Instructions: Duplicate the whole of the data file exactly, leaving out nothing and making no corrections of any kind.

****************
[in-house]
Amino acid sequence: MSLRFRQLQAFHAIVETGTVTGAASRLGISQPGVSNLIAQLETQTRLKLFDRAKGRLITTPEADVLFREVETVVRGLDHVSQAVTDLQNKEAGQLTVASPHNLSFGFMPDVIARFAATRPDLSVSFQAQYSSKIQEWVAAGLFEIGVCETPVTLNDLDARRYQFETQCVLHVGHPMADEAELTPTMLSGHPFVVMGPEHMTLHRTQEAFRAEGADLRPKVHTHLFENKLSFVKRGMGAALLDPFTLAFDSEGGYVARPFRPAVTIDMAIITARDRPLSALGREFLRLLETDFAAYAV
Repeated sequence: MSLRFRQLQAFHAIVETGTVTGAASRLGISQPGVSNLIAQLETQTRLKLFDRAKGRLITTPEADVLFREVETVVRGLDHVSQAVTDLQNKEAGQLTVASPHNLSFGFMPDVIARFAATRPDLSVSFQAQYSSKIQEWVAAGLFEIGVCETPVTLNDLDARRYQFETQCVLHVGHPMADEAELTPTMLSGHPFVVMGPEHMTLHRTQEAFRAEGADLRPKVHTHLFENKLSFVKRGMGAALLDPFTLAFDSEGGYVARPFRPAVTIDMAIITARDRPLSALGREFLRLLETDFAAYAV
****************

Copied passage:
[in-house]
Amino acid sequence: MSLRFRQLQAFHAIVETGTVTGAASRLGISQPGVSNLIAQLETQTRLKLFDRAKGRLITTPEADVLFREVETVVRGLDHVSQAVTDLQNKEAGQLTVASPHNLSFGFMPDVIARFAATRPDLSVSFQAQYSSKIQEWVAAGLFEIGVCETPVTLNDLDARRYQFETQCVLHVGHPMADEAELTPTMLSGHPFVVMGPEHMTLHRTQEAFRAEGADLRPKVHTHLFENKLSFVKRGMGAALLDPFTLAFDSEGGYVARPFRPAVTIDMAIITARDRPLSALGREFLRLLETDFAAYAV
Repeated sequence: MSLRFRQLQAFHAIVETGTVTGAASRLGISQPGVSNLIAQLETQTRLKLFDRAKGRLITTPEADVLFREVETVVRGLDHVSQAVTDLQNKEAGQLTVASPHNLSFGFMPDVIARFAATRPDLSVSFQAQYSSKIQEWVAAGLFEIGVCETPVTLNDLDARRYQFETQCVLHVGHPMADEAELTPTMLSGHPFVVMGPEHMTLHRTQEAFRAEGADLRPKVHTHLFENKLSFVKRGMGAALLDPFTLAFDSEGGYVARPFRPAVTIDMAIITARDRPLSALGREFLRLLETDFAAYAV